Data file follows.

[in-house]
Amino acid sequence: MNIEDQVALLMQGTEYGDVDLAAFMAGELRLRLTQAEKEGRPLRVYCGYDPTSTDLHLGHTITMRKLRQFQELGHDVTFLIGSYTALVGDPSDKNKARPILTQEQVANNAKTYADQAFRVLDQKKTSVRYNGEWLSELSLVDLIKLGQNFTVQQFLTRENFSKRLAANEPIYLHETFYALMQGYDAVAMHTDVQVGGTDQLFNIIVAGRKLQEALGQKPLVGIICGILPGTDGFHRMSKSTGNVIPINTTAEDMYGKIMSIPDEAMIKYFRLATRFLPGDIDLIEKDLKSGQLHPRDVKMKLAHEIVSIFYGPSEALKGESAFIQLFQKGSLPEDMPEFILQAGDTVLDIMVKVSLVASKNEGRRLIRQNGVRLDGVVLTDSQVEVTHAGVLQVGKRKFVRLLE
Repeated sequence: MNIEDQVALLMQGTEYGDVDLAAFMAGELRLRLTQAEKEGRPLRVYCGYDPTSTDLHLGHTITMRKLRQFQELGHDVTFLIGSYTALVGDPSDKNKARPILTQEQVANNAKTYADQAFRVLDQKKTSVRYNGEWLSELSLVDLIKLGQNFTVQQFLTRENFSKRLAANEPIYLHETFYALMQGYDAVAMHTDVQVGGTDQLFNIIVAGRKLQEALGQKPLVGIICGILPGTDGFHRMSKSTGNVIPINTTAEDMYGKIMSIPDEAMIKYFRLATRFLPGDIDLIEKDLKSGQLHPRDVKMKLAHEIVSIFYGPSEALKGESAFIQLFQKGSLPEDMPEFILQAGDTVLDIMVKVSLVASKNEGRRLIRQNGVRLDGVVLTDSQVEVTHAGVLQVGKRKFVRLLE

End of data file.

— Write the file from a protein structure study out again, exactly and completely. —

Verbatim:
[in-house]
Amino acid sequence: MNIEDQVALLMQGTEYGDVDLAAFMAGELRLRLTQAEKEGRPLRVYCGYDPTSTDLHLGHTITMRKLRQFQELGHDVTFLIGSYTALVGDPSDKNKARPILTQEQVANNAKTYADQAFRVLDQKKTSVRYNGEWLSELSLVDLIKLGQNFTVQQFLTRENFSKRLAANEPIYLHETFYALMQGYDAVAMHTDVQVGGTDQLFNIIVAGRKLQEALGQKPLVGIICGILPGTDGFHRMSKSTGNVIPINTTAEDMYGKIMSIPDEAMIKYFRLATRFLPGDIDLIEKDLKSGQLHPRDVKMKLAHEIVSIFYGPSEALKGESAFIQLFQKGSLPEDMPEFILQAGDTVLDIMVKVSLVASKNEGRRLIRQNGVRLDGVVLTDSQVEVTHAGVLQVGKRKFVRLLE
Repeated sequence: MNIEDQVALLMQGTEYGDVDLAAFMAGELRLRLTQAEKEGRPLRVYCGYDPTSTDLHLGHTITMRKLRQFQELGHDVTFLIGSYTALVGDPSDKNKARPILTQEQVANNAKTYADQAFRVLDQKKTSVRYNGEWLSELSLVDLIKLGQNFTVQQFLTRENFSKRLAANEPIYLHETFYALMQGYDAVAMHTDVQVGGTDQLFNIIVAGRKLQEALGQKPLVGIICGILPGTDGFHRMSKSTGNVIPINTTAEDMYGKIMSIPDEAMIKYFRLATRFLPGDIDLIEKDLKSGQLHPRDVKMKLAHEIVSIFYGPSEALKGESAFIQLFQKGSLPEDMPEFILQAGDTVLDIMVKVSLVASKNEGRRLIRQNGVRLDGVVLTDSQVEVTHAGVLQVGKRKFVRLLE